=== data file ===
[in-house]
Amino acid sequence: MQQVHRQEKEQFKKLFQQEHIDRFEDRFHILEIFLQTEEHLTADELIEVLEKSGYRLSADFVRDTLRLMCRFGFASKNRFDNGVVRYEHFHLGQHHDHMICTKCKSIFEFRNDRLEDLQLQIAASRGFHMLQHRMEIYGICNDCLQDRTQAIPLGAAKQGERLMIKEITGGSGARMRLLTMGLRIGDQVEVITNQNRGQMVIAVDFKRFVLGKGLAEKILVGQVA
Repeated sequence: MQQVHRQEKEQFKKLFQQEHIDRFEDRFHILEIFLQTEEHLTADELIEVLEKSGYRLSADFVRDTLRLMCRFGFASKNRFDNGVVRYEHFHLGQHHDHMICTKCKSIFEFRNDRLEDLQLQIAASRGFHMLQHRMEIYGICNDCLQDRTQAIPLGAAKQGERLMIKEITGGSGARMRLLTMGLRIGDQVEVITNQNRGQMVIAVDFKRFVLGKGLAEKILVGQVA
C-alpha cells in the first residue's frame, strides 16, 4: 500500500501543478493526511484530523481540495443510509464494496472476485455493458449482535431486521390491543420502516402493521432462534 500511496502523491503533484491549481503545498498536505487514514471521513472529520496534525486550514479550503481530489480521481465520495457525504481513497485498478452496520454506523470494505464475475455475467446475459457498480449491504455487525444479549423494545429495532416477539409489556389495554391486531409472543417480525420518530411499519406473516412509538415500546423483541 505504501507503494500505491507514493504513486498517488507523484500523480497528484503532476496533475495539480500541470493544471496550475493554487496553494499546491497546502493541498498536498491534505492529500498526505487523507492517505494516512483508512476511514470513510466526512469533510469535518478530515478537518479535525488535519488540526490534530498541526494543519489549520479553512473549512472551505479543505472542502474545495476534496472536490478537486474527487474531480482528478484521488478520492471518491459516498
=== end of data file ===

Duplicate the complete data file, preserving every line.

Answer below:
[in-house]
Amino acid sequence: MQQVHRQEKEQFKKLFQQEHIDRFEDRFHILEIFLQTEEHLTADELIEVLEKSGYRLSADFVRDTLRLMCRFGFASKNRFDNGVVRYEHFHLGQHHDHMICTKCKSIFEFRNDRLEDLQLQIAASRGFHMLQHRMEIYGICNDCLQDRTQAIPLGAAKQGERLMIKEITGGSGARMRLLTMGLRIGDQVEVITNQNRGQMVIAVDFKRFVLGKGLAEKILVGQVA
Repeated sequence: MQQVHRQEKEQFKKLFQQEHIDRFEDRFHILEIFLQTEEHLTADELIEVLEKSGYRLSADFVRDTLRLMCRFGFASKNRFDNGVVRYEHFHLGQHHDHMICTKCKSIFEFRNDRLEDLQLQIAASRGFHMLQHRMEIYGICNDCLQDRTQAIPLGAAKQGERLMIKEITGGSGARMRLLTMGLRIGDQVEVITNQNRGQMVIAVDFKRFVLGKGLAEKILVGQVA
C-alpha cells in the first residue's frame, strides 16, 4: 500500500501543478493526511484530523481540495443510509464494496472476485455493458449482535431486521390491543420502516402493521432462534 500511496502523491503533484491549481503545498498536505487514514471521513472529520496534525486550514479550503481530489480521481465520495457525504481513497485498478452496520454506523470494505464475475455475467446475459457498480449491504455487525444479549423494545429495532416477539409489556389495554391486531409472543417480525420518530411499519406473516412509538415500546423483541 505504501507503494500505491507514493504513486498517488507523484500523480497528484503532476496533475495539480500541470493544471496550475493554487496553494499546491497546502493541498498536498491534505492529500498526505487523507492517505494516512483508512476511514470513510466526512469533510469535518478530515478537518479535525488535519488540526490534530498541526494543519489549520479553512473549512472551505479543505472542502474545495476534496472536490478537486474527487474531480482528478484521488478520492471518491459516498